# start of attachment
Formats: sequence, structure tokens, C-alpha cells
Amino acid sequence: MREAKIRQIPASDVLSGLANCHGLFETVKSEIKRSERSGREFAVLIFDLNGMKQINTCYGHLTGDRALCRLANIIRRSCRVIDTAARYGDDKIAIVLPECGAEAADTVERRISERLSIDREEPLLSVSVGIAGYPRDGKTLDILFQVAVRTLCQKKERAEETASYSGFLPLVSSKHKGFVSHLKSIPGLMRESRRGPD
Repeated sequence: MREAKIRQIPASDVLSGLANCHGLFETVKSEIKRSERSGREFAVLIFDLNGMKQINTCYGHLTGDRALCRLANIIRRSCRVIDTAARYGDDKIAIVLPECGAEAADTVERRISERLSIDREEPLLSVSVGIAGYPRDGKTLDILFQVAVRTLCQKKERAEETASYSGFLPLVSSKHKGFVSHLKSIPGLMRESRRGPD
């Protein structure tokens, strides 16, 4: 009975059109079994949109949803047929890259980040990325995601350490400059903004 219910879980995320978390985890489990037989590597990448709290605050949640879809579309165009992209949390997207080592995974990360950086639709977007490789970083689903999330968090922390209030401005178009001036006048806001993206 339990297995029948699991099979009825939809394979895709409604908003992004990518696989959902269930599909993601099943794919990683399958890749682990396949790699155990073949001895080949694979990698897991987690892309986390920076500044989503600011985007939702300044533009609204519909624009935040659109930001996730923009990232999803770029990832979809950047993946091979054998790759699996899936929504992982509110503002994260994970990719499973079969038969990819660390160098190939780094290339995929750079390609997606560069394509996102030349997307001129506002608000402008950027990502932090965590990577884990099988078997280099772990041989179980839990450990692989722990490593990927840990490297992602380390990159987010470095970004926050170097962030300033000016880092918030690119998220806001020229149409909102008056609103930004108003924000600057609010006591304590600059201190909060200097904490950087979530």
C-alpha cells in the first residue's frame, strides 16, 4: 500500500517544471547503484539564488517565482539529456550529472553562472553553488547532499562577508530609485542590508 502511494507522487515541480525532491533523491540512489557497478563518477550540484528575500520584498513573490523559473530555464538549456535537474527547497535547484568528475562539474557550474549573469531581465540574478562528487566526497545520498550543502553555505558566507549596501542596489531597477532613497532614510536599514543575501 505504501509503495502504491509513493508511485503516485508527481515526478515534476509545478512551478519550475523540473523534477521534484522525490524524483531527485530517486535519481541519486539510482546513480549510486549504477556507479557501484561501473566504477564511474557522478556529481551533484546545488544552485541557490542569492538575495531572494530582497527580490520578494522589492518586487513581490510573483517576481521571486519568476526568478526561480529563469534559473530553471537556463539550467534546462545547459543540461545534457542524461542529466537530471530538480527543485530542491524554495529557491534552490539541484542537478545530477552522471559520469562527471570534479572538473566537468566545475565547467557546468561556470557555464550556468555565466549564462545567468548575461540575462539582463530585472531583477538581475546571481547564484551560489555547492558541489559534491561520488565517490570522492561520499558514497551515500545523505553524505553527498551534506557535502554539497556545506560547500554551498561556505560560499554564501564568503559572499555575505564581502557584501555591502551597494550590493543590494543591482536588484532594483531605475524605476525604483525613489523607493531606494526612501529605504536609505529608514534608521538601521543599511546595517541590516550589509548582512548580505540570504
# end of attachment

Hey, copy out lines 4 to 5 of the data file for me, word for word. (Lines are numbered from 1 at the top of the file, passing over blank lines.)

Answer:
């Protein structure tokens, strides 16, 4: 009975059109079994949109949803047929890259980040990325995601350490400059903004 219910879980995320978390985890489990037989590597990448709290605050949640879809579309165009992209949390997207080592995974990360950086639709977007490789970083689903999330968090922390209030401005178009001036006048806001993206 339990297995029948699991099979009825939809394979895709409604908003992004990518696989959902269930599909993601099943794919990683399958890749682990396949790699155990073949001895080949694979990698897991987690892309986390920076500044989503600011985007939702300044533009609204519909624009935040659109930001996730923009990232999803770029990832979809950047993946091979054998790759699996899936929504992982509110503002994260994970990719499973079969038969990819660390160098190939780094290339995929750079390609997606560069394509996102030349997307001129506002608000402008950027990502932090965590990577884990099988078997280099772990041989179980839990450990692989722990490593990927840990490297992602380390990159987010470095970004926050170097962030300033000016880092918030690119998220806001020229149409909102008056609103930004108003924000600057609010006591304590600059201190909060200097904490950087979530």
C-alpha cells in the first residue's frame, strides 16, 4: 500500500517544471547503484539564488517565482539529456550529472553562472553553488547532499562577508530609485542590508 502511494507522487515541480525532491533523491540512489557497478563518477550540484528575500520584498513573490523559473530555464538549456535537474527547497535547484568528475562539474557550474549573469531581465540574478562528487566526497545520498550543502553555505558566507549596501542596489531597477532613497532614510536599514543575501 505504501509503495502504491509513493508511485503516485508527481515526478515534476509545478512551478519550475523540473523534477521534484522525490524524483531527485530517486535519481541519486539510482546513480549510486549504477556507479557501484561501473566504477564511474557522478556529481551533484546545488544552485541557490542569492538575495531572494530582497527580490520578494522589492518586487513581490510573483517576481521571486519568476526568478526561480529563469534559473530553471537556463539550467534546462545547459543540461545534457542524461542529466537530471530538480527543485530542491524554495529557491534552490539541484542537478545530477552522471559520469562527471570534479572538473566537468566545475565547467557546468561556470557555464550556468555565466549564462545567468548575461540575462539582463530585472531583477538581475546571481547564484551560489555547492558541489559534491561520488565517490570522492561520499558514497551515500545523505553524505553527498551534506557535502554539497556545506560547500554551498561556505560560499554564501564568503559572499555575505564581502557584501555591502551597494550590493543590494543591482536588484532594483531605475524605476525604483525613489523607493531606494526612501529605504536609505529608514534608521538601521543599511546595517541590516550589509548582512548580505540570504